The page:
The payouts of $175M and $75M are due in the event of EBITDA milestones. According to the Reuters report, the first payout could be due in the latter part of 2017.
KKR Capital, which took over from Goldman Sachs in January as the lead financier, is leading the process for this new loan. Federal regulators took issue with Goldman Sachs due to its add-backs in projecting the company’s EBITDA. KKR is not subject to the federal leverage lending guidance.
According to an investor presentation, with the addition of the $100 million loan, the UFC will be at 5.8 times whereas the first lien net leverage will be 4.8 times.
The UFC is marketing the company at $320M EBITDA which is an increase from an estimated $226M EBITDA from 2016 and $192M from 2015. The numbers come from an investor presentation although there is skepticism about the vast jump from $226M to $320M. Additionally, it is said that the company’s cuts once it took over in July has achieved cost savings of $10 million and it is projected to save $55 million by the end of 2017.
H/t: Front Row Brian
The money is intended to payout the prior owners assuming that the WME-IMG owned company meets its financial milestones which may or may not occur. Borrowing to payout previous owners, appears to the outsider, as a company living on leverage. The good news for those seeking to purchase the debt is the cost cutting it has done and the increasing earnings. Plus, there is a market for this debt and the company is bullish on its financial future so we shall see where this goes.
February 13, 2017
WWE set a 52 week record for stock price as it announced its end of year earnings for 2016 this past Thursday.
According to its earnings call, WWE Network subscribers grew 14% to 1.41 million paid subscribers. Revenue increased 11% to a company record $729.2 million.
Per a company press release, “[T]he Company reported Net income of $8.0 million, or $0.10 per share, as compared to a Net loss of $1.2 million, or a $0.02 loss per share, in the prior year quarter. Operating income increased to $13.9 million from an Operating loss of $1.5 million.”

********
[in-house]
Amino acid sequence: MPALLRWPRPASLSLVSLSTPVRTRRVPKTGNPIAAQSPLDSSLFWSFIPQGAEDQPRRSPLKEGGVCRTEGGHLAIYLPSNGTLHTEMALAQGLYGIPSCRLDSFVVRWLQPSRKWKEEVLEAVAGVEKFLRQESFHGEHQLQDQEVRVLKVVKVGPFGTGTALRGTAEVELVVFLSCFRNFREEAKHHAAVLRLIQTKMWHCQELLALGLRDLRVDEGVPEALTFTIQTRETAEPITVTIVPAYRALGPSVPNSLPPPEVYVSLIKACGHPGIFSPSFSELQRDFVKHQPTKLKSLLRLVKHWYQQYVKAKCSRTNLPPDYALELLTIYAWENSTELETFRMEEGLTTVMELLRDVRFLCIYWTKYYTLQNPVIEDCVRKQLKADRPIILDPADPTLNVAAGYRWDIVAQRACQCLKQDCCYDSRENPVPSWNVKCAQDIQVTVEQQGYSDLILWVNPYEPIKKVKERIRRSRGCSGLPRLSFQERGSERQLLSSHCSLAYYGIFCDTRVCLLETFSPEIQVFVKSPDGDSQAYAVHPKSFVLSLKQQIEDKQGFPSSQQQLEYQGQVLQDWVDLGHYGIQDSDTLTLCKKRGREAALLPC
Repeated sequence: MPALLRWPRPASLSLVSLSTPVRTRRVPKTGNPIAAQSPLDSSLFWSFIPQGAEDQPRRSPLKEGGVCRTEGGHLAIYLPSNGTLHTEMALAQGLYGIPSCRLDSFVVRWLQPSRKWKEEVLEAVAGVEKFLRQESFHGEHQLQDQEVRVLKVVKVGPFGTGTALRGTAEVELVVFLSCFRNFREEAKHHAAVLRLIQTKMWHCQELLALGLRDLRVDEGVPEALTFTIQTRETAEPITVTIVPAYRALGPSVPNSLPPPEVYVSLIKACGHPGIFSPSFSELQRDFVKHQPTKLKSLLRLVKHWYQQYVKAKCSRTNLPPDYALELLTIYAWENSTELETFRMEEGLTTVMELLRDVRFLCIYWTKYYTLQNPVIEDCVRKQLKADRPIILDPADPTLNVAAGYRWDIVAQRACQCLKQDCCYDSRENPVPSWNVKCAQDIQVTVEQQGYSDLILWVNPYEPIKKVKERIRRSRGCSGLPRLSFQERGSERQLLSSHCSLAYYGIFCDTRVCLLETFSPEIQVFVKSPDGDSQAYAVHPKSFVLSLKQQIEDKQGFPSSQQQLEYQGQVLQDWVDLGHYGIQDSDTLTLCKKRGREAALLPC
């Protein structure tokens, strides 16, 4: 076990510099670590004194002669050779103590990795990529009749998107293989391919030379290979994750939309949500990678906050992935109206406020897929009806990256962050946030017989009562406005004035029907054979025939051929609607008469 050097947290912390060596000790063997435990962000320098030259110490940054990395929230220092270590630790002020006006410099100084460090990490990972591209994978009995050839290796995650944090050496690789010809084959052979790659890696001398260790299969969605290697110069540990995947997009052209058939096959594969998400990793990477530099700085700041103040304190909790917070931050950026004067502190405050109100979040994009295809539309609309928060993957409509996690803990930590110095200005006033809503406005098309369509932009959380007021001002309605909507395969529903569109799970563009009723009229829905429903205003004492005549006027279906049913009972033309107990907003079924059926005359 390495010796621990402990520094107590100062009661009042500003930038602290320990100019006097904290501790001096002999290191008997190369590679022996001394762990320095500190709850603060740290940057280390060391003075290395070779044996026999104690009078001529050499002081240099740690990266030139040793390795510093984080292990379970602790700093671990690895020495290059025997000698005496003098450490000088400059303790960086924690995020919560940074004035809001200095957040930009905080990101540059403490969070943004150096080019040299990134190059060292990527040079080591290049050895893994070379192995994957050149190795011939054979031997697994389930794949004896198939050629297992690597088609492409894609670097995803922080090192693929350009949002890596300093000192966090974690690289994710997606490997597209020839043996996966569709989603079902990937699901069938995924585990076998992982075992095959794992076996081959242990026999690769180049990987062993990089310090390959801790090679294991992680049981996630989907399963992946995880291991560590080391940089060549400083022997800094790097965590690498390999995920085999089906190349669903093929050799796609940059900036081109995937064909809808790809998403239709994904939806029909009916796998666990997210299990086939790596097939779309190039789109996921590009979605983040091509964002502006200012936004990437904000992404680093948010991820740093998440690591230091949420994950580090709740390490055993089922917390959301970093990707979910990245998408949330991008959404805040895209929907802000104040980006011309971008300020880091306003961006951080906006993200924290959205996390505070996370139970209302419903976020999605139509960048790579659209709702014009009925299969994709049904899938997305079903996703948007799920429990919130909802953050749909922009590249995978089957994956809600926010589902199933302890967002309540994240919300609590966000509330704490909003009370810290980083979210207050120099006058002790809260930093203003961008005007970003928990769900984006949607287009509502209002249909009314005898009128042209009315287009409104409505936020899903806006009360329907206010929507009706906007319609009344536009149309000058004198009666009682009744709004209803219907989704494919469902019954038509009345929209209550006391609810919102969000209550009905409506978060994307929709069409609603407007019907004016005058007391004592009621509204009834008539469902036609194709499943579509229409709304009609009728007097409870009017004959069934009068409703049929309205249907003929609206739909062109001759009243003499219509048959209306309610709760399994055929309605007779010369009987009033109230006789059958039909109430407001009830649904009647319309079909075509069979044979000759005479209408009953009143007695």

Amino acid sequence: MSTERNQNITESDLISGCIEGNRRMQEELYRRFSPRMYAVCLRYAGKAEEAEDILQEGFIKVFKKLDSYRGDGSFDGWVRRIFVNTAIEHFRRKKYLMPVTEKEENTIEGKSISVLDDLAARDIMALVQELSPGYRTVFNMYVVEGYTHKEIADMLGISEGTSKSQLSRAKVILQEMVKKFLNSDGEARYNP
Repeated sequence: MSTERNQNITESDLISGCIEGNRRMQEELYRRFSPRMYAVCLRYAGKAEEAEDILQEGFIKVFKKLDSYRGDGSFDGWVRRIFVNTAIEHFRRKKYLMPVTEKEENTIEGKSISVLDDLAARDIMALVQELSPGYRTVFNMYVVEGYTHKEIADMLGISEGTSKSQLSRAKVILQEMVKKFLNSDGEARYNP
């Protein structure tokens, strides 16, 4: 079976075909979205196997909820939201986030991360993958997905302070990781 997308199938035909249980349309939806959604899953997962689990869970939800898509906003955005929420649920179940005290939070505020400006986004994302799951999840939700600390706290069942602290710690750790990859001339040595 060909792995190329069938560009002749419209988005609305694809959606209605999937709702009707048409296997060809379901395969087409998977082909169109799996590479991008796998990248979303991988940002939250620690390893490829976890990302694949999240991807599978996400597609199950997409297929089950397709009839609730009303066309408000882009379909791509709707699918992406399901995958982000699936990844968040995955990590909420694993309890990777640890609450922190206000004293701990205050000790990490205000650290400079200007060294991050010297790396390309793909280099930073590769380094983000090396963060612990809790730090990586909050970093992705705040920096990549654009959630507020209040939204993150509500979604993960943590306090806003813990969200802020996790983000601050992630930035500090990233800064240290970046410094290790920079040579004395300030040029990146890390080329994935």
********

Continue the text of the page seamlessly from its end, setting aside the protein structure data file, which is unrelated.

Notably, television rights fees saw a big year-to-year increase (i.e., 2015-2016). The television division ended the 4th quarter with $68.6 million as opposed to $55.6 million in 2015. The network was up $43.7 million to $40.8 million. Overall, revenue was up across all business divisions except PPV which is likely since the Network is taking over this segment.
As of this writing, the stock is up at $22.37 which is slightly below its 52 week high of $22.56.
The earnings reflect that business is good for the WWE. It is capitalizing on television rights fees while its Network continues to grow according to the numbers.
October 17, 2016
The Wall Street Journal reports on the UFC sale and how the structure of the deal is being seen as too liberal with adjustments to earnings which enables more borrowing for transactions.
The Federal Reserve had warned Goldman Sachs (Deutsche Bank AG is also a lender) the entity that marketed the debt to investors, of the abuse in inflating the earnings before interest, taxes, depreciation and amortization. The EBITDA for the UFC was pegged at $170 million but then was estimated up to $300 million when presented to debt investors helping finance the sale. The higher EBITDA allowed WME borrow $1.8 billion for the deal without running afoul of the guidelines which prevent borrowing for more than 6x a company’s EBITDA.
According to the article, $48 million in expected “future step up payments to television contracts and other licensing agreements,” helped bring the EBITDA up to $300 million.